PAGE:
The college requires an overall GPA of at least 3.0/4.0 GPA for (1) all courses taken as a graduate student (graduate or undergraduate level) at WVU; and (2) all courses taken as required for a degree by the Plan of Study. Individual programs and departments may set higher minimum requirements in their written guidelines. 

Final Examination for Thesis/Problem Report or Dissertation

A student should schedule the final oral and/or written examination upon completion of a draft of the thesis/problem report or dissertation, and/or completed coursework, and after fulfilling all requirements set by the AEC. The student will initiate the formal request by the department for the final examination using the Request for Examination form. 

The examination is conducted by the AEC. The AEC chair must indicate in advance the time and place of the final examination on the Request for Final Examination form sent to the dean before the examination can be scheduled. Final examinations are open to the public. The final examination must be given:

  • No sooner than three weeks after the form is submitted and no later than three weeks before commencement for Ph.D. candidates. This lead time is required for public notice to the University community. 
  • No sooner than one week after the form is submitted and no later than three weeks before commencement for master’s students. 

The AEC may vote to: 

  1. Pass unconditionally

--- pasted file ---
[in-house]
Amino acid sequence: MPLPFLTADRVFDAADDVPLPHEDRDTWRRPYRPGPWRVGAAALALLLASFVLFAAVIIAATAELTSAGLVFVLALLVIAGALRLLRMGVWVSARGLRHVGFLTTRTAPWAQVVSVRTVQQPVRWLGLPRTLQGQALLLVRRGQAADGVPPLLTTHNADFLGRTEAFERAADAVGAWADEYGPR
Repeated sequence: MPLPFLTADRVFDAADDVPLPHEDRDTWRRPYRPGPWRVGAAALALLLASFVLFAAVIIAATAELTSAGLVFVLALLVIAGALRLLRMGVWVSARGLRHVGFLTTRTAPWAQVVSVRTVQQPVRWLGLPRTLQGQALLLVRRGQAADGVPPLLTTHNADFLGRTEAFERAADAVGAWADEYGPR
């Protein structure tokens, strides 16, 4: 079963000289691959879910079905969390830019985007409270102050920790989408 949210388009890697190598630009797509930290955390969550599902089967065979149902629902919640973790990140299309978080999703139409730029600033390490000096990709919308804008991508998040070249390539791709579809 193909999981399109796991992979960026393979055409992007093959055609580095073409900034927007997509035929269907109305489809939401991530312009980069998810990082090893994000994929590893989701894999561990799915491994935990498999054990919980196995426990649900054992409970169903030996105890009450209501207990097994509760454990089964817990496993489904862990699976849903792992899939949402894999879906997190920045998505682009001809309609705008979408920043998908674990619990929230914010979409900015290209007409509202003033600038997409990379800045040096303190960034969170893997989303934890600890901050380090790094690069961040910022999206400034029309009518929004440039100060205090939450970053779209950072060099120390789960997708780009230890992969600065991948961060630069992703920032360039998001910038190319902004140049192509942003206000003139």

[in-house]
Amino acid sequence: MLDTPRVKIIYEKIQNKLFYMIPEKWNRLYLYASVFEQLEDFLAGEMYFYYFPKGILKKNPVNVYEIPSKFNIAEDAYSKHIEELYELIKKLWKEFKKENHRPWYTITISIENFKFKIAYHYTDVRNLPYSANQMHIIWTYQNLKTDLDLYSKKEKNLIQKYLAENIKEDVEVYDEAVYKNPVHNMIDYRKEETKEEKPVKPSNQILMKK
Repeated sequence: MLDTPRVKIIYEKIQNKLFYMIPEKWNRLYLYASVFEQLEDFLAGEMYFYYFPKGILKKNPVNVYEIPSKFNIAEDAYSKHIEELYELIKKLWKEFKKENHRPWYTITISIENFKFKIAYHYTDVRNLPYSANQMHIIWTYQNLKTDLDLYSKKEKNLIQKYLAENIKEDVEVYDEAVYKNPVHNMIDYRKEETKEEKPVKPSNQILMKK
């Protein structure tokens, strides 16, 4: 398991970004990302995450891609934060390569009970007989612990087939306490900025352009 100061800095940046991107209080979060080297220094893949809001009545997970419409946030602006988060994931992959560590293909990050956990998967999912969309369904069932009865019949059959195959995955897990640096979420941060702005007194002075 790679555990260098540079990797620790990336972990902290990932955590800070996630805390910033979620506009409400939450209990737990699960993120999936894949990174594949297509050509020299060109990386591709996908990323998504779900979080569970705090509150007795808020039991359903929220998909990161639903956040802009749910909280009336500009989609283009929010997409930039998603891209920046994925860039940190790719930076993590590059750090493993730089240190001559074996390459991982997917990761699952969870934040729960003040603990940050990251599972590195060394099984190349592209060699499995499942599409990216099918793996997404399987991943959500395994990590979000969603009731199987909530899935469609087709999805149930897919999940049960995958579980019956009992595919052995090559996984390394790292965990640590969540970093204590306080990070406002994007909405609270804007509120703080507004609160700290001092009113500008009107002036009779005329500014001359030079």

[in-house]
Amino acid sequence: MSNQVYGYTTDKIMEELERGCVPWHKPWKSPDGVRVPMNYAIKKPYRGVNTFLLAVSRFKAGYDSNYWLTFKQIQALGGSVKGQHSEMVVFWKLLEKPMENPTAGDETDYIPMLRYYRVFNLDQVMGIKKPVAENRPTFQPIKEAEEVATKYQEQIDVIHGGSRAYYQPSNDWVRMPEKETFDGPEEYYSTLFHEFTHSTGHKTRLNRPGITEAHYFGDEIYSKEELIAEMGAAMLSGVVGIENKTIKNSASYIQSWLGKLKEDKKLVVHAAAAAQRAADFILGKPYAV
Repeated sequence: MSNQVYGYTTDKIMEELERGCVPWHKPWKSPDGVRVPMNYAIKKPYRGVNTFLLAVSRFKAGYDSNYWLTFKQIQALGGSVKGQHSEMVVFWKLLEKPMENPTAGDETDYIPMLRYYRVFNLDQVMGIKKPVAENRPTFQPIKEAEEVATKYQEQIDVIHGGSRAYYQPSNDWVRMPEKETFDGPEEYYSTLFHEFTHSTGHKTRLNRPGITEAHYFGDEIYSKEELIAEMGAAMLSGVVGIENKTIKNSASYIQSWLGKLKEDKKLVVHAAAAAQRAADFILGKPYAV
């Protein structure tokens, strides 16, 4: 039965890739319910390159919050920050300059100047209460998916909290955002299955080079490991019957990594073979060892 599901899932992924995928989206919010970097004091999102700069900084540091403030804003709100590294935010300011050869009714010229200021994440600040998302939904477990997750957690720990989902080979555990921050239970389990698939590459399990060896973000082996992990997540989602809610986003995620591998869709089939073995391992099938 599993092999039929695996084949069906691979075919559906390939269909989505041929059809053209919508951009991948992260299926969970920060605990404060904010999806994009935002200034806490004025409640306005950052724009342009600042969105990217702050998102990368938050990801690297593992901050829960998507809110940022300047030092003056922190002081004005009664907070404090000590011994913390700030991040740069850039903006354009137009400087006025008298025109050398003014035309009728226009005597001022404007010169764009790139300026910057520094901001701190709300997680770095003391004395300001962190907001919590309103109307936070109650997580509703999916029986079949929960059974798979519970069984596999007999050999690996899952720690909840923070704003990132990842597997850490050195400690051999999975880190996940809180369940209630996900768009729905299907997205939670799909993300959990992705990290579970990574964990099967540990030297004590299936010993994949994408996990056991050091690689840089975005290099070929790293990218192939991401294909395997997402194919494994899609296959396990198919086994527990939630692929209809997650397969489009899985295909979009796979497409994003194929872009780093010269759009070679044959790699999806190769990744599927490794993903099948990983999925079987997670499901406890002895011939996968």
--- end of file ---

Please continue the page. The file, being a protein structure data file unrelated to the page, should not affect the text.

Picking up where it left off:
2. Pass conditionally with minor modifications to the problem report, thesis or dissertation 
  3. Defer with recommendations for additional work to satisfactorily complete the research and/or the problem report, thesis or dissertation. 
  4. Fail

If the vote is to pass with minor modifications, the chair should withhold his or her approval until the student has made all stipulated modifications. A vote to defer is not counted as a “fail,” but only one deferral is allowed. More than one negative vote of the committee members will constitute a failure of this examination. The department or program will report the results of the final examination to the Dean’s Office. The student must be given at least one opportunity for re¬examination. The department or program may establish guidelines to determine how many opportunities are given for reexamination and whether the student is re-examined on the portions failed. Students who fail the additional opportunities for re-examination are terminated at the end of that semester and may not re-enter the program.

All students must pass a final oral and/or written examination to be certified for graduation. The department or program will report the results of the final examination to the Dean’s Office.

Graduation Request

After successful completion of the final examination, students must complete the Final Approval for Graduation form and submit it to the Statler College Office of Student Services, along with other college and departmental requirements.